Many of the allegations made by former CBS News reporter Sharyl Attkisson regarding alleged computer intrusions by the U.S. government are disputed in a report by the Justice Department’s inspector general. “The OIG’s investigation was not able to substantiate the allegations that Attkisson’s computers were subject to remote intrusion by the FBI, other government personnel, or otherwise,” reads the inspector general’s report.
In her book “Stonewalled,” Attkisson had issued a wide-ranging set of claims — that her CBS News work computers and her personal computer had been hacked, that a strange wire was found hanging from the cable TV/broadband box outside of her home and that her phone service went fuzzy. The inspector general’s report found that the cable in question was a “common” cable used by Attkisson’s broadband provider. Here’s how the report sums up the situation:
Lastly, Attkisson reported to the OIG that a “suspicious” cable was attached to her Internet Service Provider’s connection box installed on her house. She opined to the OIG that perhaps this cable was being used to “tap” her house. Further investigation by the OIG revealed that the cable was a common cable used by the provider and could not be used to monitor or otherwise affect the phone or internet service at her residence.
And in response to Attkisson’s videotape of an alleged hacker deleting content from her computer screen, the report says that the activity was caused by “the back space key being stuck.”
The report notes that CBS News had declined to make available to the OIG laptop computers that Attkisson had used in her official capacity at the network. In June 2013, CBS News issued a statement confirming earlier statements by Attkisson that her computers had been breached.
Here are other key points from the report:
• When it evaluated Attkisson’s iMac computer, the IG’s office noted something awry: “The OIG’s forensic examination further found what appeared to be searches and queries performed by an examiner with knowledge of computer logs; however, it appeared that the searches and queries were conducted while the computer was in operation and without write protecting the drive, which altered file information. This method of forensic examination is not forensically sound nor is it in accordance with best practices.”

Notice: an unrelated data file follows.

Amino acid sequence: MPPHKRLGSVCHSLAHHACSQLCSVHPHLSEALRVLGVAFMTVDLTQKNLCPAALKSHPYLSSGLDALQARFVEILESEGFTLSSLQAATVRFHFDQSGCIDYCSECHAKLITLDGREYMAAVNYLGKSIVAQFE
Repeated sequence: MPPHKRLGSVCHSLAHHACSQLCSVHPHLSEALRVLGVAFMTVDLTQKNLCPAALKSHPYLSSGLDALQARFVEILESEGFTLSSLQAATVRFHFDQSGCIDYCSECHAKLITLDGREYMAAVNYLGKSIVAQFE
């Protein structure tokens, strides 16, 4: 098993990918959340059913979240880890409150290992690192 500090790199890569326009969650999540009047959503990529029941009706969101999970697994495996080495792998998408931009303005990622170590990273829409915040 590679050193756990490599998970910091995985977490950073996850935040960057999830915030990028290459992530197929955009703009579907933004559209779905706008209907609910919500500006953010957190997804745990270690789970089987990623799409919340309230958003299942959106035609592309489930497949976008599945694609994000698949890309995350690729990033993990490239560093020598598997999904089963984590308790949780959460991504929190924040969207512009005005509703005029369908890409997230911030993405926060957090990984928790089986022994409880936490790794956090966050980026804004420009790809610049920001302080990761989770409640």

• In summer 2014, the IG asked for a copy of the report prepared by the technician who examined her iMac, or at least to speak with said technician. Attkisson responded, “My attorney says our material isn’t yet in a form that’s ready to share.”
• No FBI case. As part of the IG’s probe, it asked if the FBI if it had an open case involving Attkisson. No, came the answer: Attkisson is not and has not been under investigation by the FBI.
• CBS News examination? Counsel for CBS News told the inspector general’s office that the network didn’t commission any forensic studies of Attkisson’s personal computer. “Attkisson, however, continued to stand by her statement to the OIG that CBS News sent a technician to her house to examine her iMac computer on February 2, 2013,” reads the report.
• IP address. The report knocks down a finding by the technician reviewing Attkisson’s computer that unauthorized intrusions came from a certain Internet Protocol (IP) address. Though this portion of the report is redacted, it notes that IP addresses found on Attkisson’s machine track back to “common, non-suspicious sources such as internet cookies, Google searches, and web access to the [redacted] shipping web site.”
Attkisson is suing the Justice Department and the U.S. Postal Service over the alleged intrusions. In testimony today before the Senate Judiciary Committee regarding the nomination of Loretta Lynch to serve as attorney general, Attkisson complained that a document request from Justice’s inspector general office yielded only a “partial” look at the report, which didn’t include forensic details. The inspector general’s report was entered into the Senate record as part of the Lynch hearings. Attkisson left her job at CBS News last year.
Much more to come on this.